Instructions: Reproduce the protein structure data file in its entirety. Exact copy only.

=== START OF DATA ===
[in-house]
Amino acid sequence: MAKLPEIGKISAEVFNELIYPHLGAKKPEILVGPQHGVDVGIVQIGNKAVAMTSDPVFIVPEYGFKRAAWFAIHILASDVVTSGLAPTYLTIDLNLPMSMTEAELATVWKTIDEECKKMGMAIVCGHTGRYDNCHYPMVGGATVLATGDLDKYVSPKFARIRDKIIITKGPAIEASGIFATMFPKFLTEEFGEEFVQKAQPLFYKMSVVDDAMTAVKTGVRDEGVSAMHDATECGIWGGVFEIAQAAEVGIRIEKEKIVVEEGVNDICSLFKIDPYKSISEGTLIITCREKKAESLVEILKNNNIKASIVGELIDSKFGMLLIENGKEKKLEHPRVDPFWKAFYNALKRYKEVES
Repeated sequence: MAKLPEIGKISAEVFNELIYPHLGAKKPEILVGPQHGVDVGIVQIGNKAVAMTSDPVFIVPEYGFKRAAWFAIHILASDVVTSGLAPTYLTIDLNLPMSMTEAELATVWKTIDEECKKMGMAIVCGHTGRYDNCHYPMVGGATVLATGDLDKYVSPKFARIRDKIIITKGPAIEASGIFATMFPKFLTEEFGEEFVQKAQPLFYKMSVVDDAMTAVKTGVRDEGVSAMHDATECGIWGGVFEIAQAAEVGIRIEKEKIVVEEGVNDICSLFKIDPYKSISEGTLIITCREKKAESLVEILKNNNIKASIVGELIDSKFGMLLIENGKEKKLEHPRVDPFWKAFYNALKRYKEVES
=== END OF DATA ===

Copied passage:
[in-house]
Amino acid sequence: MAKLPEIGKISAEVFNELIYPHLGAKKPEILVGPQHGVDVGIVQIGNKAVAMTSDPVFIVPEYGFKRAAWFAIHILASDVVTSGLAPTYLTIDLNLPMSMTEAELATVWKTIDEECKKMGMAIVCGHTGRYDNCHYPMVGGATVLATGDLDKYVSPKFARIRDKIIITKGPAIEASGIFATMFPKFLTEEFGEEFVQKAQPLFYKMSVVDDAMTAVKTGVRDEGVSAMHDATECGIWGGVFEIAQAAEVGIRIEKEKIVVEEGVNDICSLFKIDPYKSISEGTLIITCREKKAESLVEILKNNNIKASIVGELIDSKFGMLLIENGKEKKLEHPRVDPFWKAFYNALKRYKEVES
Repeated sequence: MAKLPEIGKISAEVFNELIYPHLGAKKPEILVGPQHGVDVGIVQIGNKAVAMTSDPVFIVPEYGFKRAAWFAIHILASDVVTSGLAPTYLTIDLNLPMSMTEAELATVWKTIDEECKKMGMAIVCGHTGRYDNCHYPMVGGATVLATGDLDKYVSPKFARIRDKIIITKGPAIEASGIFATMFPKFLTEEFGEEFVQKAQPLFYKMSVVDDAMTAVKTGVRDEGVSAMHDATECGIWGGVFEIAQAAEVGIRIEKEKIVVEEGVNDICSLFKIDPYKSISEGTLIITCREKKAESLVEILKNNNIKASIVGELIDSKFGMLLIENGKEKKLEHPRVDPFWKAFYNALKRYKEVES